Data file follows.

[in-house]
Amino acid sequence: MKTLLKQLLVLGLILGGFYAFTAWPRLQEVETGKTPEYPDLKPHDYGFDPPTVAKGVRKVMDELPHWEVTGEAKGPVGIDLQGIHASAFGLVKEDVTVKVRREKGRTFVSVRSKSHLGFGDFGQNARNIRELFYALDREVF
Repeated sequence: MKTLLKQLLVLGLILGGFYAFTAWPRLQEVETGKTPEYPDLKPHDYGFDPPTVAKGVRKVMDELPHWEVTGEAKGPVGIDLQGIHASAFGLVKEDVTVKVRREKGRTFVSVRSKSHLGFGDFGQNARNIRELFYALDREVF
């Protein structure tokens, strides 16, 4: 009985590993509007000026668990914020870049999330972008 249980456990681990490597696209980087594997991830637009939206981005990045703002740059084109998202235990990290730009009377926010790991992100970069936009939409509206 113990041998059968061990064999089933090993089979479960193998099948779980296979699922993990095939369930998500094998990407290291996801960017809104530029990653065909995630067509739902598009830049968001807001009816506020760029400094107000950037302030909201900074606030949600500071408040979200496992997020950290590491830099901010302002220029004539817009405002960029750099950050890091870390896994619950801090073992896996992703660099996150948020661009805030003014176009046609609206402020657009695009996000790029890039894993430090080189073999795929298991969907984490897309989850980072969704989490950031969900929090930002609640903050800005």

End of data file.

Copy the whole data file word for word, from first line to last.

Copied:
[in-house]
Amino acid sequence: MKTLLKQLLVLGLILGGFYAFTAWPRLQEVETGKTPEYPDLKPHDYGFDPPTVAKGVRKVMDELPHWEVTGEAKGPVGIDLQGIHASAFGLVKEDVTVKVRREKGRTFVSVRSKSHLGFGDFGQNARNIRELFYALDREVF
Repeated sequence: MKTLLKQLLVLGLILGGFYAFTAWPRLQEVETGKTPEYPDLKPHDYGFDPPTVAKGVRKVMDELPHWEVTGEAKGPVGIDLQGIHASAFGLVKEDVTVKVRREKGRTFVSVRSKSHLGFGDFGQNARNIRELFYALDREVF
């Protein structure tokens, strides 16, 4: 009985590993509007000026668990914020870049999330972008 249980456990681990490597696209980087594997991830637009939206981005990045703002740059084109998202235990990290730009009377926010790991992100970069936009939409509206 113990041998059968061990064999089933090993089979479960193998099948779980296979699922993990095939369930998500094998990407290291996801960017809104530029990653065909995630067509739902598009830049968001807001009816506020760029400094107000950037302030909201900074606030949600500071408040979200496992997020950290590491830099901010302002220029004539817009405002960029750099950050890091870390896994619950801090073992896996992703660099996150948020661009805030003014176009046609609206402020657009695009996000790029890039894993430090080189073999795929298991969907984490897309989850980072969704989490950031969900929090930002609640903050800005």